I’ll also just give you a little hint as an inducement to listen to all of the album — it’s full of wonderful surprises.
This album is yet another “name your price” download at Bandcamp:
I’m a fairly recent convert to the beguiling music of Colorado’s Deafest, having tumbled to the band only this year and only writing about it for the first time in early October in a Shades of Black post. At that time, the most recent release was an album named Runoff, but Deafest recently announced that a new album (Glen and Precipice) will be released in January, and an advance track called “When the Mountain Crumbles” has recently appeared on Bandcamp.
As further demonstrated by this new song, Chase Ambler (the solo artist behind Deafest) has a knack for crafting beautiful, sweeping melodies, and this one summons up the inchoate power of mountain crags and the chill of winter’s descent. It’s a spell-binding piece of music (though it gets the blood-pumping, too).
HIGH INQUISITOR WOE
To conclude this collection of music I bring you a song by a Belgian trio named High Inquisitor Woe from their debut album released last month, Liquid Times. This is yet another release recommended by my Serbian friend “M“, and though I would have checked it out for that reason alone, the eye-catching cover art certainly peaked my interest even further.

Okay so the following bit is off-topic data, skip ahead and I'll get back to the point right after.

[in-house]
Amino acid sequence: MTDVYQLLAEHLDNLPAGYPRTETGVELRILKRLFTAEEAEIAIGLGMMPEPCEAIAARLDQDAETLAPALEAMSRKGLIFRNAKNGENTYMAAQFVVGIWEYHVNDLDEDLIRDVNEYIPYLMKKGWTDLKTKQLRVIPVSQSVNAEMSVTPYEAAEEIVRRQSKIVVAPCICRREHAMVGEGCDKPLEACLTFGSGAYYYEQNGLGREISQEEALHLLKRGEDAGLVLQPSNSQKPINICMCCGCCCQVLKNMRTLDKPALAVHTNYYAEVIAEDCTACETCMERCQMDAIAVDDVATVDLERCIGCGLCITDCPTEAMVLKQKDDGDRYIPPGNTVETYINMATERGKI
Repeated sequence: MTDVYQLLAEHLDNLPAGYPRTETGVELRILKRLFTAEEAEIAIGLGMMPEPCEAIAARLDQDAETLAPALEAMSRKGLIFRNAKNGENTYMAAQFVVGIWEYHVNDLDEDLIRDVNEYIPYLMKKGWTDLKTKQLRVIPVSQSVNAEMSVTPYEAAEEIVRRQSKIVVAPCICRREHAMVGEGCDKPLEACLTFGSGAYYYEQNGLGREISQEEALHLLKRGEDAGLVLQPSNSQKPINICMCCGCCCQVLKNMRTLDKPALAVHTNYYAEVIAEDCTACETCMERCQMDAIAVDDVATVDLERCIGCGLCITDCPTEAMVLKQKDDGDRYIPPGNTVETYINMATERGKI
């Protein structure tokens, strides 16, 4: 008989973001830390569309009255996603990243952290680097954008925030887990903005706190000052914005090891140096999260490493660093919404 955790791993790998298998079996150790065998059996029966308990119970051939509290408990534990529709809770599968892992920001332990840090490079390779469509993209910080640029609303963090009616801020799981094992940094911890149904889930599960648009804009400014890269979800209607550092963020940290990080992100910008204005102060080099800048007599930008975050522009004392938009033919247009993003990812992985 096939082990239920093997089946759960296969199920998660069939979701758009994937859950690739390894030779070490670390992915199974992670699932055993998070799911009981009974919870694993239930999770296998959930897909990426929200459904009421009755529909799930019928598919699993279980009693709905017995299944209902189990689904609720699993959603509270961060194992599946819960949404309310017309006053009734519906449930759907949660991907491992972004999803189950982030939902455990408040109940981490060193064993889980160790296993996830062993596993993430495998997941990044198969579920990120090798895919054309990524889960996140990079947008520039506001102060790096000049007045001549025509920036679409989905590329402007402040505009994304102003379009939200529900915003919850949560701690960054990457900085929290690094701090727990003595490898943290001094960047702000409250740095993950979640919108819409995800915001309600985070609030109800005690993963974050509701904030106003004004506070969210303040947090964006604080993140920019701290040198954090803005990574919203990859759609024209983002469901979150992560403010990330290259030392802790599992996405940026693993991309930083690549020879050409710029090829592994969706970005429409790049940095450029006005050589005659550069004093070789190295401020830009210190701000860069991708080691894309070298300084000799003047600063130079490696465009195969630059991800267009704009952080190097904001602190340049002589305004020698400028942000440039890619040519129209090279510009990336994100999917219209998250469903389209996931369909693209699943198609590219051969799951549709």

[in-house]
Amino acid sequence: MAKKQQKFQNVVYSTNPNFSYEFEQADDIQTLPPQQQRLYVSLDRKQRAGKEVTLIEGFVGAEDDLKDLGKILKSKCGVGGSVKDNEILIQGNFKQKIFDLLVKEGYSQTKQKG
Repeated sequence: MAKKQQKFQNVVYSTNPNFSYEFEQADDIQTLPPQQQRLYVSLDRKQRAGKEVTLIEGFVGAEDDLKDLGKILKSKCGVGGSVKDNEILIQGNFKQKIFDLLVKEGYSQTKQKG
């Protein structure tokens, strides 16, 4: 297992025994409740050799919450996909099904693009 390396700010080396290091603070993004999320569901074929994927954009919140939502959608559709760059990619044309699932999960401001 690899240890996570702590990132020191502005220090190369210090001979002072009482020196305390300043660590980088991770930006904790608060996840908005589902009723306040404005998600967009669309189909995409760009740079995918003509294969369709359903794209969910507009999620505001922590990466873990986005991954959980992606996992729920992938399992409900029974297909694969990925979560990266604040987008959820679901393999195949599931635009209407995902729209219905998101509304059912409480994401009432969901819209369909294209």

The album consists of three songs, one of which exceeds 12 minutes in length and the last of which is nearly 23 minutes long. They are well worth your time, but the one I’m featuring here is the relatively brief, up-tempo opening track with the delightful name of “Drink Her Blood, Black Serpent”. And I think you’ll understand why I’m including it before you even get 10 seconds into the song — those gorgeous, fuzzy riffs!!!!
The band make no bones about the fact that they have been inspired by Black Sabbath and Reverend Bizarre, and they’ve got the skill and the spirit to take that inspiration and create some riveting music. As you might expect from what I’ve written so far, the lead vocals are an exception to our Rule — and they’re excellent for this kind of music (though you also get some evil growls and shrieks to go along with those clean, sky-reaching wails).